..and we might be just a little excited! In support of the American Dental Association, we’re happy to be celebrating National Children’s Dental Health Month awareness throughout the month of February. What first was observed in 1949 as a day devoted to children’s dental health, the initiative now marks forty years strong while celebrating as a month-long, nationwide health observance reinforcing the importance of good pediatric oral healthcare.
Our First Impressions care teams are focusing this year’s effort on offering approachable pediatric dental healthcare conversations: stepping outside the box of canned dental advice, and instead providing realistic tips and tricks to caregivers seeking recommendations for improved at-home brushing routines. We hope that by sharing some of our tips and tricks with you all month long, healthy habits (and stress-free routines!) can be put into practice far beyond the reach of February.
You’re not alone! Even as pediatric dentists with years of practice, we still have brushing battles with our little ones at home. Here are three common issues we see, and how to maneuver for a good brushing in each situation. Try out these tips tonight, and let us know if they worked for you!
…And that’s ok (whew!) Statistics show nearly half of all children will have some type of tooth injury during their childhood, despite our best efforts to keep them safe.
So what do we do when this happens? Here are a few at-home guidelines to follow:
-> If tooth injury: identify if fractured (check for any signs of pink nerve showing), displaced (can your child still bite down normally?) or knocked out entirely. Give us a call if you see worrisome conditions.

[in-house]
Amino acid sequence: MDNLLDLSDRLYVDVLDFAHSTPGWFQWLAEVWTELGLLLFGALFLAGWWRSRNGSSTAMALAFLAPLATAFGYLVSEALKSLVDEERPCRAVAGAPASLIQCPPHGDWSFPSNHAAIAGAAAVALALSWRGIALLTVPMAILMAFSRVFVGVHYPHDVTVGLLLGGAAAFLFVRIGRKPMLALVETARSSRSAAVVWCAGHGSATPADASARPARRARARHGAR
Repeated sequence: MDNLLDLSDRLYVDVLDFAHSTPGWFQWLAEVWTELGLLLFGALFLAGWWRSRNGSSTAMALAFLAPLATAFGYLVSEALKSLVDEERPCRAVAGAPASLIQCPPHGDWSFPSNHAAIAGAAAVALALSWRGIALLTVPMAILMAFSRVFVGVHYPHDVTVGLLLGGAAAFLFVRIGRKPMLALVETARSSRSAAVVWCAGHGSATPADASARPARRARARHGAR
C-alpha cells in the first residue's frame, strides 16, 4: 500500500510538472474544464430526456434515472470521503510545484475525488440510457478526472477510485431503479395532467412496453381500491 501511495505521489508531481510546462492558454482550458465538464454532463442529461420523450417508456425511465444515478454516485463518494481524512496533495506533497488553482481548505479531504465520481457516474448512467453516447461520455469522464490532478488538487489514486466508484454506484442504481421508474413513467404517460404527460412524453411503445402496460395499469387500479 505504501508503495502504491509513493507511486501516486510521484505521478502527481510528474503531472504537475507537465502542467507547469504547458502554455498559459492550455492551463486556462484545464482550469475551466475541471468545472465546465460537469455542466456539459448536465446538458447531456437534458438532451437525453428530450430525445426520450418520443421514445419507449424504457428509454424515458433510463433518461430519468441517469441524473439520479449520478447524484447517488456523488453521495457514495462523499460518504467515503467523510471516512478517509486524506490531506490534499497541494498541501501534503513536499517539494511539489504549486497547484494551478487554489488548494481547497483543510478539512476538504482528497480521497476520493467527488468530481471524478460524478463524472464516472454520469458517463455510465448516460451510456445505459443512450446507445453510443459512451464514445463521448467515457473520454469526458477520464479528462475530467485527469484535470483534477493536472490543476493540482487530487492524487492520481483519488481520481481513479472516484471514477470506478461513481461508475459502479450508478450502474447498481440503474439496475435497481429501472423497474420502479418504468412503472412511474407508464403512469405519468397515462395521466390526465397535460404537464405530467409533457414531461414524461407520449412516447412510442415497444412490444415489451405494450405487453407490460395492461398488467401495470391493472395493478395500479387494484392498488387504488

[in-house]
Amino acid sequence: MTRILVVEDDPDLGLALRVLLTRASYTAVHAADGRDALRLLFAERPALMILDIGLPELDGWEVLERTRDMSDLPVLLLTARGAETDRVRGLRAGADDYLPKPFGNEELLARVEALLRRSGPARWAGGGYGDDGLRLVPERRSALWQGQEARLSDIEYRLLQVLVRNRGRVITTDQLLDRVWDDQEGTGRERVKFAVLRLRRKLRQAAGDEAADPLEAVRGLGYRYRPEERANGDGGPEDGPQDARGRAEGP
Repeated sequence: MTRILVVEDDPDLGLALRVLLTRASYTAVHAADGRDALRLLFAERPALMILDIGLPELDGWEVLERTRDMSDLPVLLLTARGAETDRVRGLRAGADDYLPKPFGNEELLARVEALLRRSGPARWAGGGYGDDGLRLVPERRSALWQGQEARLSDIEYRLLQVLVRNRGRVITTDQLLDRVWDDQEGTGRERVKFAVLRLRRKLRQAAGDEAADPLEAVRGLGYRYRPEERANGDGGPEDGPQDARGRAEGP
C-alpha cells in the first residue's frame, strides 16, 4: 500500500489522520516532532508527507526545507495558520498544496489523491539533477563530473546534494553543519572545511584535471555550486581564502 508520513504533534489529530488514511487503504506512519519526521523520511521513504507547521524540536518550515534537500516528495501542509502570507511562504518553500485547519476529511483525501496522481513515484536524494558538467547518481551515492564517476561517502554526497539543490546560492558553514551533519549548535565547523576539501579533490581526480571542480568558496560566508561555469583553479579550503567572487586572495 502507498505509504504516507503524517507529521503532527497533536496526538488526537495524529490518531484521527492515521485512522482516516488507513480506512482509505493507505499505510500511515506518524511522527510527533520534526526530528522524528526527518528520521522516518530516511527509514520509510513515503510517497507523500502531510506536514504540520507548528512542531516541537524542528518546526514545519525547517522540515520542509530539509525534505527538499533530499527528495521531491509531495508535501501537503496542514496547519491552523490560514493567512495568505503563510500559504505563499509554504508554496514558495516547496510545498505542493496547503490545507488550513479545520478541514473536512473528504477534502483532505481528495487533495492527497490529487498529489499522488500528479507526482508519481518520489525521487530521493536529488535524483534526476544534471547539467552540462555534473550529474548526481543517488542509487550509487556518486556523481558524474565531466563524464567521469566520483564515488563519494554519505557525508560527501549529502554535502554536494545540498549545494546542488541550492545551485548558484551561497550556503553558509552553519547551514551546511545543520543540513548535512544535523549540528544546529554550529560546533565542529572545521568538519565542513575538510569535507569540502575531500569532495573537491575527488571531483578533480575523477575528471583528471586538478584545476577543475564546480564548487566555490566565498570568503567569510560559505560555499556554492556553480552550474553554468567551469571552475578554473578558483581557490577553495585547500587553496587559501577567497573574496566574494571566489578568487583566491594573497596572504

-> If gum or soft tissue injury: apply pressure to the area that is bleeding and use a cold compress.
MONITOR: for all injuries, you want to keep an eye out for any swelling of the gums, continued pain, fever, or change in the color of the tooth.
**Please consider, every accident and child will be different! While we consider these general steps to follow, we want you to always use your best judgment and instinct when it comes to taking the best care of your child. And remember, First Impressions staff is on-call to answer emergency questions and treat injuries, whether or not you’re an existing patient of ours!
Maybe you just can’t get your child to sit still for more than a few seconds at a time. Or you’re convinced there’s no maneuver sufficient enough to help you hit that two-minute brushing benchmark. As parents ourselves, we understand your struggle! So we wanted to share some of our go-to maneuvers we use with our own kids at home.
Let us know if you try one of these tricks, and which works best for you!
-Sit with your child on the floor, laying them down on their back with head resting on your lap.
-Use your non-brushing hand to cradle their head still while you brush from behind.
–Bonus stabilization: rest your legs over your child’s legs and arms to keep them from wiggling or reaching around.
-Sit cross-legged with your child on the floor, placing them in an upright, seated position on one leg of your lap and pointing their legs inward.
-Hug their body close to yours, wrapping their inner-arm behind your back and holding their head still with your non-brushing hand.
–Bonus stabilization: rest your free leg over the top of theirs to keep them still.
-Sit with your child on the floor, resting them in the crook of your non-brushing arm and wrapping their inner-arm around your back.
–Using your non-brushing hand, hold their free arm still.
–Bonus stabilization: as you sit cross-legged, rest your leg on top of theirs.
Being a new parent is hard enough without the added complexity of teething toddlers. Aka: added fussiness, loss in appetite, and poor sleep (for all involved).
So what do we look out for, and what can we do to help?
Once the teeth are through, start your brushing regime with a soft bristle toothbrush and a smear of toothpaste.
Friendly reminders to all parents: